While knocking down walls and rebuilding your house isn’t realistic, consider these factors when you’re finding a home for your router. Concrete tops the list as the hardest material for WiFi to penetrate. By contrast, plywood, drywall, and glass have less impact.

Minimize signal interference from household appliances

Radio signal interference from some household items could be getting in the way. This includes microwave ovens, cordless phones, wireless baby monitors, and more. This type of interference occurs when these items are operating on the same frequency as your router. Picture rush hour traffic on the highway, with tons of cars trying to take the same road at the same time.

If you suspect one or more of your household items is interfering with your WiFi, troubleshoot by unplugging or powering them off to see how it impacts your signal. Sometimes simply moving a device further away can be helpful, but don’t hesitate to ask your ISP to take a closer look and give you advice.  

Adjust your antenna

Playing with your router’s antennae is a small step that can make a big difference. Some routers have external antennae and some have internal. If yours are external, try making small adjustments and see how it impacts your signal. If yours are internal, try rotating the router itself. It may take some trial-and-error, but it can really help.

WiFi routers often come stock with small antennae for aesthetic reasons. If your router has external antennae and moving them isn’t helpful, consider swapping them out for better quality versions.

Limit (or prioritize) devices connected to your WiFi

How many devices in your home are competing for your WiFi’s attention? Five? Ten? More?

If you have a serious gamer in your household, you may have noticed that your internet grinds to a halt whenever they are playing, there’s a reason for that. They’re both competing for the same data, and gaming takes up a lot of bandwidth (internet speed).

Simply put, the more devices you have drawing on your WiFi, the slower it will be. In addition to gaming, streaming or downloading movies and music can also take up a lot of bandwidth. If upgrading your router or speed is not an option, consider shutting off the devices you’re not using. You may also be able to prioritize devices to make sure the important ones get the most attention.

If you’re a parent, another consideration is to put your kid’s devices on a separate network. The bonus? You can apply protective rules and settings for your kids while giving your devices some breathing room.

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Be selfish with your signal

Your neighbors may not be stopping by to borrow a cup of sugar, but they could be using your WiFi. They may not realize it’s hurting your speed, but it is.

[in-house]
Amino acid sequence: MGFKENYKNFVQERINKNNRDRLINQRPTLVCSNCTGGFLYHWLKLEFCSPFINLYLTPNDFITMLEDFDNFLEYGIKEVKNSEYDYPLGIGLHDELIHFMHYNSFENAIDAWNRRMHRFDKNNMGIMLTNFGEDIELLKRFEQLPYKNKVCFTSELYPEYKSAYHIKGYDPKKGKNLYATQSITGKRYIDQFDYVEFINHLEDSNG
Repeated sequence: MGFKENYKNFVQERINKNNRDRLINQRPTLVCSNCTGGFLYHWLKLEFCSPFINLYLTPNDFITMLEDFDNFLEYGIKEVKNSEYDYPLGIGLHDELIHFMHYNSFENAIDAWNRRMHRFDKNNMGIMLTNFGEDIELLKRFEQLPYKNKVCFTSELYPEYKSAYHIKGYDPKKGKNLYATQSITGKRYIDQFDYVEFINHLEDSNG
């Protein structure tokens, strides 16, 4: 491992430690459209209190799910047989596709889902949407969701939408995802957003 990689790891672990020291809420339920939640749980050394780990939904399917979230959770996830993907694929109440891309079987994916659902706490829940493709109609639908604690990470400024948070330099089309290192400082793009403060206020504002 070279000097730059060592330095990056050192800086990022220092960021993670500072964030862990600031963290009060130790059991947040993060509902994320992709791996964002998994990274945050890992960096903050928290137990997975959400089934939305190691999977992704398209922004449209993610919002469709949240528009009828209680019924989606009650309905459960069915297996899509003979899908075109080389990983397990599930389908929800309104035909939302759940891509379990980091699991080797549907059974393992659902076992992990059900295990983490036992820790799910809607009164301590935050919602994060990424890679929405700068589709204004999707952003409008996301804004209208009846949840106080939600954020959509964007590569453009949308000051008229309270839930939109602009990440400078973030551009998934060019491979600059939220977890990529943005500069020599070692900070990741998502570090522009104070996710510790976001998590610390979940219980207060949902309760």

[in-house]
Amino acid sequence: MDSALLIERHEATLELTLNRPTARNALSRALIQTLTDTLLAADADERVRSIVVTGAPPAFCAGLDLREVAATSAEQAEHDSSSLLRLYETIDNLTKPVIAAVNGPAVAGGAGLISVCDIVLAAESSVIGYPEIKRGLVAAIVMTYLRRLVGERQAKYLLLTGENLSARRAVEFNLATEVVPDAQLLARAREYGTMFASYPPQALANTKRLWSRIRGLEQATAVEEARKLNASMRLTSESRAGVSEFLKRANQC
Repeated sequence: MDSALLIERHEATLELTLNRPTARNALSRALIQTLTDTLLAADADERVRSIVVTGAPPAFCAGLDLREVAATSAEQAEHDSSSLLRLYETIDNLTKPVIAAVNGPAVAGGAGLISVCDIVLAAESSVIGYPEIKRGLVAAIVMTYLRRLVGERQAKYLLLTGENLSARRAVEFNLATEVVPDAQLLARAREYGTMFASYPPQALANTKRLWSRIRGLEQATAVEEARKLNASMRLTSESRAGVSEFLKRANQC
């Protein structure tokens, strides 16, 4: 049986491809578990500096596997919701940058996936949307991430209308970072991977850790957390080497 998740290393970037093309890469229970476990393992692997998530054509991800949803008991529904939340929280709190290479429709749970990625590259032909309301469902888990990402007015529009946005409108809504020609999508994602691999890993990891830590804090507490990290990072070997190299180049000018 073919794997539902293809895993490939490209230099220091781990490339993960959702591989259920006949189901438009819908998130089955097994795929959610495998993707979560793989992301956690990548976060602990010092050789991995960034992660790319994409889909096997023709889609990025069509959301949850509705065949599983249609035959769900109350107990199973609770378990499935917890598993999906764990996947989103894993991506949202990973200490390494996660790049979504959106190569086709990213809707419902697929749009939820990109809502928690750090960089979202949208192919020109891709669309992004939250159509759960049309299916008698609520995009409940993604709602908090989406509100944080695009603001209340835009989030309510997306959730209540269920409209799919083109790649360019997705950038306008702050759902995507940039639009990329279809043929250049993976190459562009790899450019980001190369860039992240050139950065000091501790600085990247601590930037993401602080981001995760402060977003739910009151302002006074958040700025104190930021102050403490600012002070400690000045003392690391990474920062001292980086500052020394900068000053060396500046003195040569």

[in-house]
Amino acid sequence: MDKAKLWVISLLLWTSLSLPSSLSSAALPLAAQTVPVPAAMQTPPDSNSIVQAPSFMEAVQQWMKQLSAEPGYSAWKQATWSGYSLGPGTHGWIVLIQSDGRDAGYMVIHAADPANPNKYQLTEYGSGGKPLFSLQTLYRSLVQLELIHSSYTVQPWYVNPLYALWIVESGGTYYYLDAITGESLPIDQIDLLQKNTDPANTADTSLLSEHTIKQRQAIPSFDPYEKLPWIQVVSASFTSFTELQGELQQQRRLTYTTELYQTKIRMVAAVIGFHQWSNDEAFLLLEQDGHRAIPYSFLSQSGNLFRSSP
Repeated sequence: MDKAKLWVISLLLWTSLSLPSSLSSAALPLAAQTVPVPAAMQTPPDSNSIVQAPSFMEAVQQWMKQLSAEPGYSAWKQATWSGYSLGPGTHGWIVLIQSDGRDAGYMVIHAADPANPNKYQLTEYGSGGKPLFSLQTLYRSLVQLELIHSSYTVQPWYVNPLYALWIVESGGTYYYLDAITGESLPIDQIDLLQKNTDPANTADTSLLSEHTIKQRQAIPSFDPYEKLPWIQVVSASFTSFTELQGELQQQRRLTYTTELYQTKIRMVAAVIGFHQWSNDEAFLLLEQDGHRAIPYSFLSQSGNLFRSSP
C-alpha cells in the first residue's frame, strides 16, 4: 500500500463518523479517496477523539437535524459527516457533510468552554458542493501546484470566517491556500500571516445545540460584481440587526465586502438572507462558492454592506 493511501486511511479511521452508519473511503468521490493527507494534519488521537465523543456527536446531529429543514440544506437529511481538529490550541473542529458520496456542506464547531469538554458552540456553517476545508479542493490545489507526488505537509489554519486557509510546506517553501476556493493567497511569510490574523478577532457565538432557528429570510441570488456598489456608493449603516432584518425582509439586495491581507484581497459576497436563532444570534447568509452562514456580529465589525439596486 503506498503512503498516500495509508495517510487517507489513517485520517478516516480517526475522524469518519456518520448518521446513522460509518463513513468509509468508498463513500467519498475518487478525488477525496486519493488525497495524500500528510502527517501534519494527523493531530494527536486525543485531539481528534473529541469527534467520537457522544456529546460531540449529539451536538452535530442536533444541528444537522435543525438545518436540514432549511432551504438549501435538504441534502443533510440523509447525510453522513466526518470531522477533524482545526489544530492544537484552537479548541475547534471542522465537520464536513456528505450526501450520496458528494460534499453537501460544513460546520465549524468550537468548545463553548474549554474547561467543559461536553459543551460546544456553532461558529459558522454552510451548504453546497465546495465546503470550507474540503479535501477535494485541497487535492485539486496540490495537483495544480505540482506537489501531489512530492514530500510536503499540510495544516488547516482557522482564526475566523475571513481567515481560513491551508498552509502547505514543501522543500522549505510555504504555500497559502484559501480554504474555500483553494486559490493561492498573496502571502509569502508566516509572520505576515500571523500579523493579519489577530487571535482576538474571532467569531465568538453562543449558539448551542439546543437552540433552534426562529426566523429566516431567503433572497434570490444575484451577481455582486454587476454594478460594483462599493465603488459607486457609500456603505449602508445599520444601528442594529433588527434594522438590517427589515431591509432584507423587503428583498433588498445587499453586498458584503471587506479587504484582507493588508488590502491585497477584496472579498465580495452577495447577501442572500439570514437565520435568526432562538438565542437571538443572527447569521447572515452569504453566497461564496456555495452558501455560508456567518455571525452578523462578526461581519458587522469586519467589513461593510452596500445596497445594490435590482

If your WiFi isn’t password protected, they may not even know they’re doing it. Some devices will seek out and connect to the first WiFi signal they encounter. Make your WiFi password strong and only share it with close friends and family.

If your house is as busy as Grand Central Station, find out if your router supports guest networks.

Amplify your coverage

WiFi boosters, repeaters, extenders, and mesh networks don’t all work the same, but they are all used to accomplish the same thing: improve WiFi coverage.

These devices come in all shapes and sizes. The right choice for you will depend on how much you want to spend, how much effort you want to invest, and what your specific pain-points are.

Mesh networks are on the pricier side, but they are pretty easy to set up. If your house is large with multiple floors or built with some of the problematic materials we mentioned earlier, mesh might be the way to go. Extenders require more work on the front end but may be a more affordable option, especially if you have a smaller home.

Reboot your WiFi router

This may sound unlikely, but sometimes a good, old-fashioned reboot can do the trick. Just like a computer, your router may be experiencing minor issues that can be resolved by shutting down, waiting a minute, and restarting. It’s not a cure-all, but it can help with common issues like overheating.

You deserve a home that’s safe, smart, and connected

WiFi is the juice you need to power the devices you love, including the latest and greatest smart home security systems. But home safety starts with the security experts who work with you to design the the security solution of your dreams, like the pros at Guardian Protection.

If you’re ready to start protecting your home, or to learn more about Guardian Protection, give us a call today.

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  • *By clicking the button below to submit the form, I am authorizing Guardian Protection or its agents to contact me about its offers and services by text messages, telephone calls (including via automated telephone dialing systems and prerecorded messages) and e-mail at the telephone number(s) and e-mail address(es) provided above. This consent is not required to make a purchase.